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How does the Rams defense compare to the other playoff contenders?

Were we all wrong about Raheem Morris’ scheme?

NFL: Los Angeles Rams at Arizona Cardinals Mark J. Rebilas-USA TODAY Sports

All season long Los Angeles Rams fans and pundits have heaped their disapproval on defensive coordinator Raheem Morris and his schemes. His two-deep zone coverage scheme, with its yielding nature, has enflamed Ram posting forums. With a current #5 playoff seed in hand and still battling the Arizona Cardinals for the NFC West’s top spot, the time seems right to see check out how the Rams defense stacks up against the other NFC playoff contenders.

Using the stats from 21 defensive categories provided by Pro Football Reference, I used a simple one through seven rating system to rank all seven teams who are currently in the NFC playoff seeds, and broke them into sub-categories for easier reading.

Each sub-category has the stats used listed. The categories are not weighted as to importance and, of course, there is not much context to raw numbers. But still, the numbers reflect each team’s actual output and this is how all seven teams ranked on defense based on these methods.

Do the Rams have a good defense? That’s not the question to answer. The question to answer is: Do the Rams have a good defense relative to the opponents who are likely going to be competing for the Super Bowl in late January and early February?

Let’s find out.

Versus the run

Yards per game, average yards per rush, missed tackles, and tackles for a loss.

  1. Rams-12
  2. WFT-12
  3. 49ers-14
  4. Buccaneers-17
  5. Packers-17
  6. Cowboys-19
  7. Cardinals-21

Against the pass

Completion percentage, yards per game, quarterback rating, interceptions and passes defensed, and average depth of target.

  1. Cowboys-13
  2. Cardinals-15
  3. Rams-17
  4. Packers-17.5
  5. Buccaneers-20.5
  6. 49ers-26
  7. WFT-31

Scoring allowed

Total points, touchdowns, 3rd down conversion percentage, red zone conversion percentage, and percentage of drives ending in a score.

  1. Cardinals-13
  2. Cowboys-13
  3. Rams-16
  4. Buccaneers-22
  5. 49ers-23
  6. Packers-24
  7. WFT-29

Quarterback pressure

Hurry percentage, knockdown percentage, pressure percentage, and sacks.

  1. Buccaneers-7.5
  2. Cowboys-12
  3. Cardinals-13.5
  4. Rams-14
  5. Packers-19
  6. WFT-22
  7. 49ers-23

Overall team

Average yards per game, average yards per play, percentage of plays ending in a turnover.

  1. Cardinals-6
  2. Packers-9
  3. Buccaneers-10
  4. Rams-11
  5. Cowboys-14
  6. 49ers-15
  7. WFT-19

And now, the totals

  1. Cardinals-68.5 A prolific Arizona offense has gotten them ahead early, forcing opponents to play into their strengths, an aggressive, stunting line fronting and a ball-hawking secondary.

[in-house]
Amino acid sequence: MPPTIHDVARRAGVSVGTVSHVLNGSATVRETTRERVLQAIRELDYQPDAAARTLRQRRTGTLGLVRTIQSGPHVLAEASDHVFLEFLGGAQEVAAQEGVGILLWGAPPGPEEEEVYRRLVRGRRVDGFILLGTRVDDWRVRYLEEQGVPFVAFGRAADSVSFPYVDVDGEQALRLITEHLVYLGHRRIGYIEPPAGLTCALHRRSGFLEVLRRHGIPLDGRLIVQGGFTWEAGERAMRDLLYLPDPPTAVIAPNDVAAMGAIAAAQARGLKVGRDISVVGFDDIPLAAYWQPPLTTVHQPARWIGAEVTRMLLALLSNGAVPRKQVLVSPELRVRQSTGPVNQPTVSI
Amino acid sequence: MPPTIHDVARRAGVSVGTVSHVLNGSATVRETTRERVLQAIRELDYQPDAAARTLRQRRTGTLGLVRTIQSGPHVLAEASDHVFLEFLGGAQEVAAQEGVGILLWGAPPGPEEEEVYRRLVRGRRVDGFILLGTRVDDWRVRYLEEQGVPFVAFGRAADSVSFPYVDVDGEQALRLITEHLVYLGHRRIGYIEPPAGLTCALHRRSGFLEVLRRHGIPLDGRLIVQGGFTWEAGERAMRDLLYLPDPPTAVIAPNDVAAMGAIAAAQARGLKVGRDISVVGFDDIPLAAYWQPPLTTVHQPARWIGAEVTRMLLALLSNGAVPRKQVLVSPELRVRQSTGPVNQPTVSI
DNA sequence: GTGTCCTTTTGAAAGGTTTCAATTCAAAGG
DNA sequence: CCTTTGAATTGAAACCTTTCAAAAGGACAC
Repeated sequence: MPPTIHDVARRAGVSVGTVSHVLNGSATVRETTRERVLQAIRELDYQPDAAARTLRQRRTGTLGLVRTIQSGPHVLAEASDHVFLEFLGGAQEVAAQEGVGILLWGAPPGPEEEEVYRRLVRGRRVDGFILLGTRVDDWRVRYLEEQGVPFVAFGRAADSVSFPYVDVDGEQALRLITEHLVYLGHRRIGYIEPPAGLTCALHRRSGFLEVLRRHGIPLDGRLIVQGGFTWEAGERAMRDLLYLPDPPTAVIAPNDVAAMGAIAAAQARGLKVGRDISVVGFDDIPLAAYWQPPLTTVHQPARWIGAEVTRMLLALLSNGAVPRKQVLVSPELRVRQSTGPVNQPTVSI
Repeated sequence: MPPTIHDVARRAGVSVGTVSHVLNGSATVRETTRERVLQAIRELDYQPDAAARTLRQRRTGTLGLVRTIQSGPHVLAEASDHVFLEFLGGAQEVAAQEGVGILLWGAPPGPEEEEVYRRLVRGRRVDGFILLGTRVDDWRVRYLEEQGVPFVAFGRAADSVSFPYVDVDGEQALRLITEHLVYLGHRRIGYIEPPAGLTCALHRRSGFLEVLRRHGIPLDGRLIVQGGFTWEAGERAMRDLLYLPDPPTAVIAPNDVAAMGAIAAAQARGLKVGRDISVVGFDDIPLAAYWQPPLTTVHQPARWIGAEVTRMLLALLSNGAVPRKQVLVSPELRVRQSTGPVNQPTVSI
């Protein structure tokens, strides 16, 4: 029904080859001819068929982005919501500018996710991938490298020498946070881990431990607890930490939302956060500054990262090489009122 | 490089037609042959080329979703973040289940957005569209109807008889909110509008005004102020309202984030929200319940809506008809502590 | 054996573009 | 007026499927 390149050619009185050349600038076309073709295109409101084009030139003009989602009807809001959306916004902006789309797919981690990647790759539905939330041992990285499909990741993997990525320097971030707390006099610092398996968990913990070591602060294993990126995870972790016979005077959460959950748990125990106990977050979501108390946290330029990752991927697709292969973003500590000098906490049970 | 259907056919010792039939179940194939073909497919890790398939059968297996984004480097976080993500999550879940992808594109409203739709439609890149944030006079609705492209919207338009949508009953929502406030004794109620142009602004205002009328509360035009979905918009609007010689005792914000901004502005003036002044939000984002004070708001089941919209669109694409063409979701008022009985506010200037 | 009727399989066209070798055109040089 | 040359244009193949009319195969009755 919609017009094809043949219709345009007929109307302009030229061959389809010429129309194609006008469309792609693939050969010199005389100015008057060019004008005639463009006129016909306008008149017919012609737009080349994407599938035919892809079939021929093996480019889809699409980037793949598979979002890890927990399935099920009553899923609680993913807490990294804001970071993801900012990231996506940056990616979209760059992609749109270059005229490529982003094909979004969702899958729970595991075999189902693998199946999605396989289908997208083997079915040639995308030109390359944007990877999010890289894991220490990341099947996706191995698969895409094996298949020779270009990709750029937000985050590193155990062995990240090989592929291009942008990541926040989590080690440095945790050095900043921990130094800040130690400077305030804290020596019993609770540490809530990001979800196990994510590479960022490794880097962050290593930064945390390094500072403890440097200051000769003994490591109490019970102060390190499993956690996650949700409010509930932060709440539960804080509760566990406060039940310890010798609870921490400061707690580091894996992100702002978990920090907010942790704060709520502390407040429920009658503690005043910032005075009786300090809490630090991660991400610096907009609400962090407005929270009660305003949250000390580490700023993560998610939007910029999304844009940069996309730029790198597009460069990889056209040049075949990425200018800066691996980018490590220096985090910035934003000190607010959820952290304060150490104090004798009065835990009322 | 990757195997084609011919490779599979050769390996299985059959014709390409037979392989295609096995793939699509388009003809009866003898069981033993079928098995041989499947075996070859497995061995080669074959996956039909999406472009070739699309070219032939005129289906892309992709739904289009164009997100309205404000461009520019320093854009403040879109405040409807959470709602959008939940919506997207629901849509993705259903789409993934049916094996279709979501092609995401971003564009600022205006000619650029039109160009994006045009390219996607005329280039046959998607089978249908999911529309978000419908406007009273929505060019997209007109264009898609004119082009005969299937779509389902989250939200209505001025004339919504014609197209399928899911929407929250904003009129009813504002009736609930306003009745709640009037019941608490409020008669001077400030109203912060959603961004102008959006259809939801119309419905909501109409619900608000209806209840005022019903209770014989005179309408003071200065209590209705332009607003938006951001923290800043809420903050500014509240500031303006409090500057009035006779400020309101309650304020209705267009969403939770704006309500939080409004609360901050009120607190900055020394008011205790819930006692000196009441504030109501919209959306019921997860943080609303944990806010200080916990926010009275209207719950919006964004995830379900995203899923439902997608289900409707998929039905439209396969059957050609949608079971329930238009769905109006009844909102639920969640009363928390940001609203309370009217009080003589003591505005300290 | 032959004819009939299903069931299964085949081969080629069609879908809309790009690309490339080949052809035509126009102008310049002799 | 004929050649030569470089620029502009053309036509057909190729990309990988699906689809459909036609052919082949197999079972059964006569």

2. Rams-70 Even with their passive style pass coverage, missed tackles, and mediocre linebacker play, LA’s defense holds its own in all categories. This defense seems poised for its best performance down the stretch.
  3. Cowboys-71 Their squad is dominated by opposites. Good against the pass and bad vs. the run. Tops in 3rd down conversions allowed and worst stopping opponents in the red zone.
  4. Buccaneers-77 Strong vs. the run and the weak against the pass. A gambling, aggressive unit that blitzes more than any other team, by a large margin.
  5. Packers-86.5 Middle of the road in all categories. But really, with Aaron Rodgers running the offense, the Pack defense only needs to be average.
  6. 49ers-98 San Francisco is solid against the run, but even with all their high draft picks the last few years, they aren’t very good.
  7. WFT-113 There are three teams that may pass WFT for the last wildcard spot and all are better teams. But trying to stay positive, they are good at is stopping the run.

What does it mean for the Rams?

LA compares very favorably against the other playoff contenders. They stack up as strong against the run and average vs. the pass.

The Rams pass rush pressure should continue to get better and make opponents throw the football underneath. Von Miller should help Malcom Floyd stabilize an edge position that has battled through injuries. Aaron Donald is is still a beast and Greg Gaines has added spark and effort.

With Ernest Jones taking over as the primary linebacker, what the unit gains in athleticism, it loses in physicality. Jones is not a gap-filling thumper, more of run-and chase LB. Still, he will get better with more snaps and is an upgrade over Troy Reeder.

Fans will continue to chafe over the secondary’s play. Hopefully, the more aggressive man-to-man coverage underneath the two-high zone that Raheem Morris dialed up last Monday night’s win will be expanded. Tighter coverage seems a better fit to the unit’s skill set.

How do LA Rams fans think the defense compares?